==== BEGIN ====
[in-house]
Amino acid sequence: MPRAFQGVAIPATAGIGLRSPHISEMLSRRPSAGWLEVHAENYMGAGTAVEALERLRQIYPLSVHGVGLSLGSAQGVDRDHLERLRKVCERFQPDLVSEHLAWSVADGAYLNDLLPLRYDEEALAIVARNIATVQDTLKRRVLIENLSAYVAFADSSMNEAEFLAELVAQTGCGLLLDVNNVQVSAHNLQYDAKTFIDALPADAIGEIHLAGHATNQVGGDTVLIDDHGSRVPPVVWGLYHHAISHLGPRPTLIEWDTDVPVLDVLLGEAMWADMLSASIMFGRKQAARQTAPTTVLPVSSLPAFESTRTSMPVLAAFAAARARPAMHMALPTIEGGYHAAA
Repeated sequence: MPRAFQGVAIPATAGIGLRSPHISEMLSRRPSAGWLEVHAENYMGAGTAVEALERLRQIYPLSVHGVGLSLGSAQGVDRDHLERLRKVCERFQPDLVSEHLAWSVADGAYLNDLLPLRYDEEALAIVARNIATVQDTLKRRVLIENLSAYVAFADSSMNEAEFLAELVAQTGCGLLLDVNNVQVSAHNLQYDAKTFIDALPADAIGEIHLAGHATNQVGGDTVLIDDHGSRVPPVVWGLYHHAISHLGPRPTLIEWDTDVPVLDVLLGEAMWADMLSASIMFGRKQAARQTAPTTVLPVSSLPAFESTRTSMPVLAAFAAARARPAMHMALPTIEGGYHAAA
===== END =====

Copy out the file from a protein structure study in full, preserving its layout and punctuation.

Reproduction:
[in-house]
Amino acid sequence: MPRAFQGVAIPATAGIGLRSPHISEMLSRRPSAGWLEVHAENYMGAGTAVEALERLRQIYPLSVHGVGLSLGSAQGVDRDHLERLRKVCERFQPDLVSEHLAWSVADGAYLNDLLPLRYDEEALAIVARNIATVQDTLKRRVLIENLSAYVAFADSSMNEAEFLAELVAQTGCGLLLDVNNVQVSAHNLQYDAKTFIDALPADAIGEIHLAGHATNQVGGDTVLIDDHGSRVPPVVWGLYHHAISHLGPRPTLIEWDTDVPVLDVLLGEAMWADMLSASIMFGRKQAARQTAPTTVLPVSSLPAFESTRTSMPVLAAFAAARARPAMHMALPTIEGGYHAAA
Repeated sequence: MPRAFQGVAIPATAGIGLRSPHISEMLSRRPSAGWLEVHAENYMGAGTAVEALERLRQIYPLSVHGVGLSLGSAQGVDRDHLERLRKVCERFQPDLVSEHLAWSVADGAYLNDLLPLRYDEEALAIVARNIATVQDTLKRRVLIENLSAYVAFADSSMNEAEFLAELVAQTGCGLLLDVNNVQVSAHNLQYDAKTFIDALPADAIGEIHLAGHATNQVGGDTVLIDDHGSRVPPVVWGLYHHAISHLGPRPTLIEWDTDVPVLDVLLGEAMWADMLSASIMFGRKQAARQTAPTTVLPVSSLPAFESTRTSMPVLAAFAAARARPAMHMALPTIEGGYHAAA